We are in the midst of a public safety crisis. I propose coordinated, community-based action using city, state and federal resources to create innovative and bold solutions to this multifaceted crisis.
The Paul Action Plan for Public Safety – in three parts – is founded on researched principles of crime deterrence and harm reduction, and is in line with the 2021 Police Rebuilding Plan approved by the City Council and with ongoing plans for our downtown. I ask that you stand with me and work with me for Burlington’s future.
You can read my comprehensive Public Safety Plan here.
Karen has supported every economic development and housing initiative as a City Councilor. Karen championed a plan for downtown development with a roadmap for taller buildings and waterfront connectivity to our downtown core that we know today as planBTV, Burlington’s comprehensive development plan that includes a plan around housing, transportation, inclusivity, and connectivity.
Housing is key to our future success as a city. From the creation of planBTV including working with Planning staff to support HUD financing for this plan in 2011 to supporting CityPlace since inception and voting in favor of every aspect of the South End Innovation District in 2023, Karen has supported increased housing from lower income to workforce and market rate housing.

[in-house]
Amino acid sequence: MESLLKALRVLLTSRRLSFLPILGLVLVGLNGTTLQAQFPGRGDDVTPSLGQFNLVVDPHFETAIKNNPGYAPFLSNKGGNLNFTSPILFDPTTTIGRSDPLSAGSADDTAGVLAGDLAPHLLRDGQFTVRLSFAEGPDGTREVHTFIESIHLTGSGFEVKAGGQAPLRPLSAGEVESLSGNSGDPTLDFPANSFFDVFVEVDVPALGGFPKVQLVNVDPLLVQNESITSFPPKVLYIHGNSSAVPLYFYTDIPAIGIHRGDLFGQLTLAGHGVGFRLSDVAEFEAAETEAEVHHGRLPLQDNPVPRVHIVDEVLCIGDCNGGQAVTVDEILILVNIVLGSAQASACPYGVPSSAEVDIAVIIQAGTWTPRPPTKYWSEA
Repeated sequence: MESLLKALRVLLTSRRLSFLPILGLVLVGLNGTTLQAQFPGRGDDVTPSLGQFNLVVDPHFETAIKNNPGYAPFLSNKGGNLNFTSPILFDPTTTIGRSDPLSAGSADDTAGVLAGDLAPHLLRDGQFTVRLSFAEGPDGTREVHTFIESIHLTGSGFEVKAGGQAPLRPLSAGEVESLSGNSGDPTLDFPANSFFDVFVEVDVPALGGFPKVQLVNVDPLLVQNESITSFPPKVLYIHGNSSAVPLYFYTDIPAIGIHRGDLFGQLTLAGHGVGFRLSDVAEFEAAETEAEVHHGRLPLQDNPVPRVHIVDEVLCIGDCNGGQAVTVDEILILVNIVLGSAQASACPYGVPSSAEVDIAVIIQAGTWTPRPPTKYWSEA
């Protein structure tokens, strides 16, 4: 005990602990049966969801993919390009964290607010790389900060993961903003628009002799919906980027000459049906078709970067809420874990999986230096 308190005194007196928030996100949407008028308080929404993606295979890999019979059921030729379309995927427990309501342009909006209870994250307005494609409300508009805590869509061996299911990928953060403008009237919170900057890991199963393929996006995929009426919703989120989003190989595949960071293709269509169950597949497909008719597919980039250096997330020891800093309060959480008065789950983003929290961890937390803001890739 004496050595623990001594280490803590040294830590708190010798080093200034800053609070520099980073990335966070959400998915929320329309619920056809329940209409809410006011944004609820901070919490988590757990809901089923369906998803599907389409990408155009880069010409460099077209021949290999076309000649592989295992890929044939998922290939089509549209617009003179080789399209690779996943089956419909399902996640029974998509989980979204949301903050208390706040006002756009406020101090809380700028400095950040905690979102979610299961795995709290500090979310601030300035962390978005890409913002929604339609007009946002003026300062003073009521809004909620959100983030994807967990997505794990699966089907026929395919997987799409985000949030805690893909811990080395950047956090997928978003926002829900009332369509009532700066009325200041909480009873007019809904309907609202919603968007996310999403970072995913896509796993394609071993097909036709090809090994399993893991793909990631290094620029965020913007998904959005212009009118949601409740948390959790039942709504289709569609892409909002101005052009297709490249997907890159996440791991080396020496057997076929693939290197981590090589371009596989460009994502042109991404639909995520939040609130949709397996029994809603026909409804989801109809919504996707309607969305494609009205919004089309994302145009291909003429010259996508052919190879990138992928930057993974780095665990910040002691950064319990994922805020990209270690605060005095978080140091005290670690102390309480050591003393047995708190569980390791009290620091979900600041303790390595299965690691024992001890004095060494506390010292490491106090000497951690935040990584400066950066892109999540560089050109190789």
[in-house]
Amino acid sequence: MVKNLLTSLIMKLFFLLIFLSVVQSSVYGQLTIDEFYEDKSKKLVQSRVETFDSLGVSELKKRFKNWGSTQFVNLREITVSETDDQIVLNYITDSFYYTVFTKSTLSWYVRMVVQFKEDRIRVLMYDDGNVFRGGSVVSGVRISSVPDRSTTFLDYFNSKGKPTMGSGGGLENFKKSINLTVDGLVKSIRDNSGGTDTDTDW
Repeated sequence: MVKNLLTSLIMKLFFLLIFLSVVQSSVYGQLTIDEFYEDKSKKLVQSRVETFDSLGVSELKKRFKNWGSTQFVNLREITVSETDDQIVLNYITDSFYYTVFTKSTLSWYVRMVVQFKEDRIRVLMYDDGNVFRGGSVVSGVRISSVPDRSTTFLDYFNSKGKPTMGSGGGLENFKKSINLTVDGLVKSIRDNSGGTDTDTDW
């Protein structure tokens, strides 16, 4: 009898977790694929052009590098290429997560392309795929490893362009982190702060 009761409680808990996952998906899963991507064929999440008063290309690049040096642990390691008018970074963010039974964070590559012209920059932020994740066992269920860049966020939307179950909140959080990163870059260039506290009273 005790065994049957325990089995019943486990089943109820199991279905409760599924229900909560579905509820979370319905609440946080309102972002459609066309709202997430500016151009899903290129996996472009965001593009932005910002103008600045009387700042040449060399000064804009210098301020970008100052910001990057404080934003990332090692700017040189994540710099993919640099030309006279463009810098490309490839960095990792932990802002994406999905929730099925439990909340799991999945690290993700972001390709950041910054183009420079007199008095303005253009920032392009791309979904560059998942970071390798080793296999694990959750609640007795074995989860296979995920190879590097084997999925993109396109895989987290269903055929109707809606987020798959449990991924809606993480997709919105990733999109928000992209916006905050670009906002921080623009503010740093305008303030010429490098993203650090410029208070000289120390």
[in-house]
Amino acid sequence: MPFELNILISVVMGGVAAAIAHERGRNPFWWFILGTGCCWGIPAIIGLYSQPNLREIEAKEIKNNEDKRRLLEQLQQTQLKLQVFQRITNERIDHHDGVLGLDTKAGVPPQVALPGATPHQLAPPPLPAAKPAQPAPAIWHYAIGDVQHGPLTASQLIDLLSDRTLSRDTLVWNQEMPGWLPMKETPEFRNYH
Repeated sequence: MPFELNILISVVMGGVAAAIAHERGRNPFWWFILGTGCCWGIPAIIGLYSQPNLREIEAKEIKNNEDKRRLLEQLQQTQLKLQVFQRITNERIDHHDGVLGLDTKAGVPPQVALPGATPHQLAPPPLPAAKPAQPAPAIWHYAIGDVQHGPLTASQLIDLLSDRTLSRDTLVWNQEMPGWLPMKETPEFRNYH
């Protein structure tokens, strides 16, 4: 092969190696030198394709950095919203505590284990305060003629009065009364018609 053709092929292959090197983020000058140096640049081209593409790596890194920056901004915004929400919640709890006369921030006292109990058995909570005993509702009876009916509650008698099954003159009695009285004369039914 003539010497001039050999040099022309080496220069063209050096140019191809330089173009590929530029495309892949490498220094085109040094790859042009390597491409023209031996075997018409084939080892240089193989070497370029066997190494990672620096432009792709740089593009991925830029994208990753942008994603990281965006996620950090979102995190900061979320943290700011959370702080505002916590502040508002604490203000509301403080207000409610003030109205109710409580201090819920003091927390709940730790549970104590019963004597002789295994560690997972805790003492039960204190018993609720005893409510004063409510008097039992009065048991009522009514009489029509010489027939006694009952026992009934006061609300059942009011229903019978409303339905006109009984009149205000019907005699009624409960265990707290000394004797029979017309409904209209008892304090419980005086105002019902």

Going forward, Karen will continue to support the Neighborhood Code which will encourage more “neighborhood-scale” multi-unit housing options. It will build upon neighborhood unique patterns, allow for more homes in lower density areas and support options for residents of varying income levels, ages, and abilities in existing neighborhoods.
Going forward, Karen will continue to support making the building of Accessory Dwelling Units more commonplace, which allows community members to age in place, moving into a smaller residence while maintaining their home either for a family member or as another housing unit.
Going forward, Karen supports decreasing barriers to promote cottage homes on larger lots. This will allow for higher affordability and appeal to many older residents wanting to streamline their lives as well as younger community members who wish to achieve home ownership and live closer to the city center.
Going forward, one of Karen’s priorities will be expanding the successful model of planBTV with a. plan for the New North End and Old North End, following the Downtown and Waterfront and the South End plans.
A significant part of the affordability challenge is the cost of housing. It is exciting that a great deal of housing will be created in the next few years, particularly in the downtown core. Access to services, being near mass transit, and living in a walkable area, will all contribute to greater availability of daily needs. In addition, density alleviates climate change, and can lower the cost of living.
Karen often uses the twitter hashtag #commUnity because to her, community can’t exist without unity. Giving back is synonymous with Karen’s background and commitment to our city.